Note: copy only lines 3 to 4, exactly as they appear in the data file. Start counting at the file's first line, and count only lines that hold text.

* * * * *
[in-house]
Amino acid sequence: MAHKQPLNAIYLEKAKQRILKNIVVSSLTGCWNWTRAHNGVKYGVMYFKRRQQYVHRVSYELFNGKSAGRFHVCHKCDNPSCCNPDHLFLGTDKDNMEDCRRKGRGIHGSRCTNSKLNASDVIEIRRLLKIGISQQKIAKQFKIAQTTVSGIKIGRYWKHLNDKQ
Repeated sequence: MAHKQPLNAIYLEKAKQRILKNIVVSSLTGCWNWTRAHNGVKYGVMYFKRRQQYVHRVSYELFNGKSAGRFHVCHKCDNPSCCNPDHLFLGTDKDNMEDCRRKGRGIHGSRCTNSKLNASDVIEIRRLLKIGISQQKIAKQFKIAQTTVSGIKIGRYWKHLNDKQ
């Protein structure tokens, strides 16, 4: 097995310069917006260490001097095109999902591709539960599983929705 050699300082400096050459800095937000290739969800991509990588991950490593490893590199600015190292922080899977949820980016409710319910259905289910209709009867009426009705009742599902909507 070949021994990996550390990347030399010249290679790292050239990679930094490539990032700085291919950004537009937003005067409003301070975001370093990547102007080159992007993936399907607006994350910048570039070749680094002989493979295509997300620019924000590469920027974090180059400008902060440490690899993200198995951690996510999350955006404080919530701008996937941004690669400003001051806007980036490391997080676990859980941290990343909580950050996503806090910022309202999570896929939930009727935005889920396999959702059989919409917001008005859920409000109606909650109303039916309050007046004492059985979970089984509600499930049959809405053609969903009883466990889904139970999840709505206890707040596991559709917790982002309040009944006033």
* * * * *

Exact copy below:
Repeated sequence: MAHKQPLNAIYLEKAKQRILKNIVVSSLTGCWNWTRAHNGVKYGVMYFKRRQQYVHRVSYELFNGKSAGRFHVCHKCDNPSCCNPDHLFLGTDKDNMEDCRRKGRGIHGSRCTNSKLNASDVIEIRRLLKIGISQQKIAKQFKIAQTTVSGIKIGRYWKHLNDKQ
């Protein structure tokens, strides 16, 4: 097995310069917006260490001097095109999902591709539960599983929705 050699300082400096050459800095937000290739969800991509990588991950490593490893590199600015190292922080899977949820980016409710319910259905289910209709009867009426009705009742599902909507 070949021994990996550390990347030399010249290679790292050239990679930094490539990032700085291919950004537009937003005067409003301070975001370093990547102007080159992007993936399907607006994350910048570039070749680094002989493979295509997300620019924000590469920027974090180059400008902060440490690899993200198995951690996510999350955006404080919530701008996937941004690669400003001051806007980036490391997080676990859980941290990343909580950050996503806090910022309202999570896929939930009727935005889920396999959702059989919409917001008005859920409000109606909650109303039916309050007046004492059985979970089984509600499930049959809405053609969903009883466990889904139970999840709505206890707040596991559709917790982002309040009944006033």